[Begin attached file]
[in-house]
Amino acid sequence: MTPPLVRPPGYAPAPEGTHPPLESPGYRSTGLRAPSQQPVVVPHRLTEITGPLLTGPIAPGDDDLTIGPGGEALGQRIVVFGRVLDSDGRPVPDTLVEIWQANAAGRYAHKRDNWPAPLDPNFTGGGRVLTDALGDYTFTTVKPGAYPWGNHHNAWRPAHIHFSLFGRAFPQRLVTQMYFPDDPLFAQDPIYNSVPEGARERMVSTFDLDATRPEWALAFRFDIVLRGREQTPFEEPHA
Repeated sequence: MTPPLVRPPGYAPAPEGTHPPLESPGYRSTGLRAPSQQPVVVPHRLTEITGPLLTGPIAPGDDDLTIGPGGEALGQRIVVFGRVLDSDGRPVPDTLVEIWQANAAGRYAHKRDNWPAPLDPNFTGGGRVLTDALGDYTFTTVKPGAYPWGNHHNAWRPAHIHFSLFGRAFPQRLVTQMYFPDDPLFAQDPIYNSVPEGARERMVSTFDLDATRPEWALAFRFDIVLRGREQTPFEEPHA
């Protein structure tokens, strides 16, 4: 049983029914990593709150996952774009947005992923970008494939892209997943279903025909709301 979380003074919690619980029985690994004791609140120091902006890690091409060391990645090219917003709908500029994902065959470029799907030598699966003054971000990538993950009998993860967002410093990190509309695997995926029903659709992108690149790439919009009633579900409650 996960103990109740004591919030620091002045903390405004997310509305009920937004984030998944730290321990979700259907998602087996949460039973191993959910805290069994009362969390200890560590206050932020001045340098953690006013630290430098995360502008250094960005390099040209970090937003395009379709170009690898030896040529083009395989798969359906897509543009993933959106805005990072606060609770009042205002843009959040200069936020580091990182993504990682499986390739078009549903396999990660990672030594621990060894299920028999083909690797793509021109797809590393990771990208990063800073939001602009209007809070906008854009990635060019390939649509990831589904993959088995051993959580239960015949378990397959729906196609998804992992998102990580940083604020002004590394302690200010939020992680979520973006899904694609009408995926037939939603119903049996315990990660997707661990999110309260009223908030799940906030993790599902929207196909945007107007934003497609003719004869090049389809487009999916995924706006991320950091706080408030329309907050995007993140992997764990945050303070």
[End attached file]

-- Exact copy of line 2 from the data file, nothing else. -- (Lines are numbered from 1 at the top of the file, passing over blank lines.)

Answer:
Amino acid sequence: MTPPLVRPPGYAPAPEGTHPPLESPGYRSTGLRAPSQQPVVVPHRLTEITGPLLTGPIAPGDDDLTIGPGGEALGQRIVVFGRVLDSDGRPVPDTLVEIWQANAAGRYAHKRDNWPAPLDPNFTGGGRVLTDALGDYTFTTVKPGAYPWGNHHNAWRPAHIHFSLFGRAFPQRLVTQMYFPDDPLFAQDPIYNSVPEGARERMVSTFDLDATRPEWALAFRFDIVLRGREQTPFEEPHA